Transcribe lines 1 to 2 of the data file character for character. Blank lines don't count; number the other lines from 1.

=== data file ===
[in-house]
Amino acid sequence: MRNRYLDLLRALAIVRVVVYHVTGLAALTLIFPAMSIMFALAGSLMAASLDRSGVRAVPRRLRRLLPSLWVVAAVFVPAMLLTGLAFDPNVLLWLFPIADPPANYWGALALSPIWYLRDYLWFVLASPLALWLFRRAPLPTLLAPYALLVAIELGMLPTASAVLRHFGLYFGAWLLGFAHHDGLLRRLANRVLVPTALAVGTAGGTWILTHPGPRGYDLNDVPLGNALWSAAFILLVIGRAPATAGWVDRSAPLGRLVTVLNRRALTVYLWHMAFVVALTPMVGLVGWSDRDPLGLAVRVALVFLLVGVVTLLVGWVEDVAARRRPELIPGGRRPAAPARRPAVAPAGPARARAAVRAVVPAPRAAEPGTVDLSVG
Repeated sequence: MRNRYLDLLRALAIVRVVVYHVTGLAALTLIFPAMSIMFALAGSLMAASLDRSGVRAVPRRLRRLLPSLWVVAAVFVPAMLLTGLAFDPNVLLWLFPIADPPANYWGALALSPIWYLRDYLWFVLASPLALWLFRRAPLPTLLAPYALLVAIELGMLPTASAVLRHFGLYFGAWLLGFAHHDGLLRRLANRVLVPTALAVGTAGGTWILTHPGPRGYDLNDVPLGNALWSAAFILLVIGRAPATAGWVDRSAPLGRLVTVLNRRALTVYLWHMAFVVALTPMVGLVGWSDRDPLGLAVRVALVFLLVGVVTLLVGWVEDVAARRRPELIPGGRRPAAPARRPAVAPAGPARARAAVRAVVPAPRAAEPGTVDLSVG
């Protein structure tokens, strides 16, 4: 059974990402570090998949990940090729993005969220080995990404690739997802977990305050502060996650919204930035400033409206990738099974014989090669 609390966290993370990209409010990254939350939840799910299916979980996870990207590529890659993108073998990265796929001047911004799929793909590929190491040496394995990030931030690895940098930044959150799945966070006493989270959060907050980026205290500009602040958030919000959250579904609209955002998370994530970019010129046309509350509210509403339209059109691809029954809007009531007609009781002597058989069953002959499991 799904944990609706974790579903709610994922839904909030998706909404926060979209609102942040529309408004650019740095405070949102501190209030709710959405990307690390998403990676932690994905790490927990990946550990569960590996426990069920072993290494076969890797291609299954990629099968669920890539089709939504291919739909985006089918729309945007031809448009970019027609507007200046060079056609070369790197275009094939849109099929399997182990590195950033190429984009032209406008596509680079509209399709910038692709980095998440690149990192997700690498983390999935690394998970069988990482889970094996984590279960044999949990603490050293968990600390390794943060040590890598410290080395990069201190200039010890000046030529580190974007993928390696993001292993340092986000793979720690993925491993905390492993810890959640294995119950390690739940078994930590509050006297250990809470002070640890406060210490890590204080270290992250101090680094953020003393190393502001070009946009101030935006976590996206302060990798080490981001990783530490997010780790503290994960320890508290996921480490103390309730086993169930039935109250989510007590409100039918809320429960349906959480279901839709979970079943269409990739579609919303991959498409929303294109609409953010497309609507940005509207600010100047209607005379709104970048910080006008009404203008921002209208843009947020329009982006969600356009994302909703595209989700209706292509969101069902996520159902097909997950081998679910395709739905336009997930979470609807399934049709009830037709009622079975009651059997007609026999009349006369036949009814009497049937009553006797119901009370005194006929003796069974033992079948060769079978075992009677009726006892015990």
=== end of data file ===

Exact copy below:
[in-house]
Amino acid sequence: MRNRYLDLLRALAIVRVVVYHVTGLAALTLIFPAMSIMFALAGSLMAASLDRSGVRAVPRRLRRLLPSLWVVAAVFVPAMLLTGLAFDPNVLLWLFPIADPPANYWGALALSPIWYLRDYLWFVLASPLALWLFRRAPLPTLLAPYALLVAIELGMLPTASAVLRHFGLYFGAWLLGFAHHDGLLRRLANRVLVPTALAVGTAGGTWILTHPGPRGYDLNDVPLGNALWSAAFILLVIGRAPATAGWVDRSAPLGRLVTVLNRRALTVYLWHMAFVVALTPMVGLVGWSDRDPLGLAVRVALVFLLVGVVTLLVGWVEDVAARRRPELIPGGRRPAAPARRPAVAPAGPARARAAVRAVVPAPRAAEPGTVDLSVG